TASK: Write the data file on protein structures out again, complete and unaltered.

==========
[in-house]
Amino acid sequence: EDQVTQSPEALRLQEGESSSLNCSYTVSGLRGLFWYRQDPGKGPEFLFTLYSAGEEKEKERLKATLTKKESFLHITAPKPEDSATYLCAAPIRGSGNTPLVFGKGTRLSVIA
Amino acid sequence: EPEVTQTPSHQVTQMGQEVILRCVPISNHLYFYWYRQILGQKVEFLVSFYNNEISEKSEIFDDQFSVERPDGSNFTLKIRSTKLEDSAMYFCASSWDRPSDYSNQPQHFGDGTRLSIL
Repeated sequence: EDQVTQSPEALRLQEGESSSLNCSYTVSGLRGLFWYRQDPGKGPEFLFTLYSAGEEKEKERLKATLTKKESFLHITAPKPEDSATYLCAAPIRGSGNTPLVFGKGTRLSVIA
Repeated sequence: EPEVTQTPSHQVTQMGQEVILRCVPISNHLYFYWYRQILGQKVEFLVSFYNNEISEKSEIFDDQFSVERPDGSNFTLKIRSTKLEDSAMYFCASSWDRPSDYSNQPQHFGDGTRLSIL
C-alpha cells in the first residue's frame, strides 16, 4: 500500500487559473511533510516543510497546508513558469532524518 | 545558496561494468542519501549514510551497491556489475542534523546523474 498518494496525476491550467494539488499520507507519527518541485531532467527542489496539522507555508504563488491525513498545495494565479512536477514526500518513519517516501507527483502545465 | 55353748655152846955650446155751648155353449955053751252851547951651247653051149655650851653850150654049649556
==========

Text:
[in-house]
Amino acid sequence: EDQVTQSPEALRLQEGESSSLNCSYTVSGLRGLFWYRQDPGKGPEFLFTLYSAGEEKEKERLKATLTKKESFLHITAPKPEDSATYLCAAPIRGSGNTPLVFGKGTRLSVIA
Amino acid sequence: EPEVTQTPSHQVTQMGQEVILRCVPISNHLYFYWYRQILGQKVEFLVSFYNNEISEKSEIFDDQFSVERPDGSNFTLKIRSTKLEDSAMYFCASSWDRPSDYSNQPQHFGDGTRLSIL
Repeated sequence: EDQVTQSPEALRLQEGESSSLNCSYTVSGLRGLFWYRQDPGKGPEFLFTLYSAGEEKEKERLKATLTKKESFLHITAPKPEDSATYLCAAPIRGSGNTPLVFGKGTRLSVIA
Repeated sequence: EPEVTQTPSHQVTQMGQEVILRCVPISNHLYFYWYRQILGQKVEFLVSFYNNEISEKSEIFDDQFSVERPDGSNFTLKIRSTKLEDSAMYFCASSWDRPSDYSNQPQHFGDGTRLSIL
C-alpha cells in the first residue's frame, strides 16, 4: 500500500487559473511533510516543510497546508513558469532524518 | 545558496561494468542519501549514510551497491556489475542534523546523474 498518494496525476491550467494539488499520507507519527518541485531532467527542489496539522507555508504563488491525513498545495494565479512536477514526500518513519517516501507527483502545465 | 55353748655152846955650446155751648155353449955053751252851547951651247653051149655650851653850150654049649556